Bomb Attack on Pakistan Gas Station Kills 20

A massive bomb blast by suspected Islamic militants at a gas station in Pakistan's central Punjab province Tuesday killed at least 20 people and wounded 127 others, senior officials said.

"Now the death toll is 20. We have 127 wounded," city administration official Naseem Sadiq told Agence France Presse by telephone.

Regional police chief Aftab Cheema confirmed the attack in Faisalabad city, the country's textile-making capital.

"It was a car bomb blast. The explosive was planted in a car. We are investigating whether a suicide bomber was involved or not," Cheema said.

Television pictures showed the station had been reduced to a pile of bricks and gnarled metal as rescue officials worked to remove rubble from the scene to search for survivors and ambulance vehicles ferried the injured away.

City commissioner Tahir Husain told private Geo television that no suicide attacker was involved.

"It was not a suicide attack. It was a planted bomb blast. The bomb exploded near the gas cylinders that triggered a bigger blast," he said.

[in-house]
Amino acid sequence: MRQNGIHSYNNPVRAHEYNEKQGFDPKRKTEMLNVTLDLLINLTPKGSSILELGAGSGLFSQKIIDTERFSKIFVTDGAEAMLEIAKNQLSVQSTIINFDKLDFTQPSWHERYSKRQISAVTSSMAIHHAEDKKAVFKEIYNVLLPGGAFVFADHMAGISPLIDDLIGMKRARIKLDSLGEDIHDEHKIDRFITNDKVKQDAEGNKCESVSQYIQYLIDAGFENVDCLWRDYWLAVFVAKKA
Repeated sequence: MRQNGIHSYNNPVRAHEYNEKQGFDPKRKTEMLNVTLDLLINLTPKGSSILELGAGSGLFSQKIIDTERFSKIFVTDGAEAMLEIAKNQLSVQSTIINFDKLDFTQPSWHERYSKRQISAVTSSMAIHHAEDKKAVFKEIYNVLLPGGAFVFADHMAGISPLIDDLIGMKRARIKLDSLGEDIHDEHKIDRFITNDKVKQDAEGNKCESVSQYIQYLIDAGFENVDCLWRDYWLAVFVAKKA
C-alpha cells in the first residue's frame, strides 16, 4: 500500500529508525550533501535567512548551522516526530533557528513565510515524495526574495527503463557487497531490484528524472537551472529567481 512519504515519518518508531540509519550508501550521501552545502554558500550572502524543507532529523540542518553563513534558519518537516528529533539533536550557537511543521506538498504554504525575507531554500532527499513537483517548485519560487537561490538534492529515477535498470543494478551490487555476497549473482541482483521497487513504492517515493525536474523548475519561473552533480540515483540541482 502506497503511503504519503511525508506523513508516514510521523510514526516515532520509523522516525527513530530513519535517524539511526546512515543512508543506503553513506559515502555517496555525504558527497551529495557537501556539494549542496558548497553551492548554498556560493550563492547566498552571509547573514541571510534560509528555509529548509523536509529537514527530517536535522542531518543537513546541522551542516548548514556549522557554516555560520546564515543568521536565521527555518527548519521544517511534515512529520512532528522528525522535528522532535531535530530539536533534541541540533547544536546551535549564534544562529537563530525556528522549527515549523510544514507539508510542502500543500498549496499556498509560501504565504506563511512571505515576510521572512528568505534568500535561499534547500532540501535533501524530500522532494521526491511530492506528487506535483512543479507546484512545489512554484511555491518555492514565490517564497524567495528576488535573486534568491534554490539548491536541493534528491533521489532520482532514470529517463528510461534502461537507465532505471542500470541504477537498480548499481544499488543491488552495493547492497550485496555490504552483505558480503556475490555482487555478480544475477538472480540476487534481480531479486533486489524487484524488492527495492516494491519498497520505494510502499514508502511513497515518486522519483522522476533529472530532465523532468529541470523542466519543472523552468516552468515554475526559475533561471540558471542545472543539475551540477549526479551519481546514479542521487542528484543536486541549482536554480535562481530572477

Husain said that the attack could have targeted government buildings close to the gas station site, some of which he said were damaged in the blast.

Pakistan has been wracked by violence, mostly targeting security officials.

Some 4,000 people have been killed in bomb blasts, suicide and gun attacks blamed on Taliban and al-Qaida fighters since Pakistan troops stormed a militant mosque in Islamabad in July 2007.

On Saturday at least one person was killed and another wounded when a bomb exploded inside a house in Pakistan's biggest city of Karachi.

Faisalabad city is near the home of a Christian government minister who was buried Friday after being killed in a hail of bullets in Islamabad last week over his opposition to the country's strict Islamic blasphemy laws.

His assassination sparked international outrage and stoked concern about rampant militancy and rising extremism throughout the nuclear-armed nation, a fractious ally in the U.S.-led war in Afghanistan.

Source: Agence France Presse

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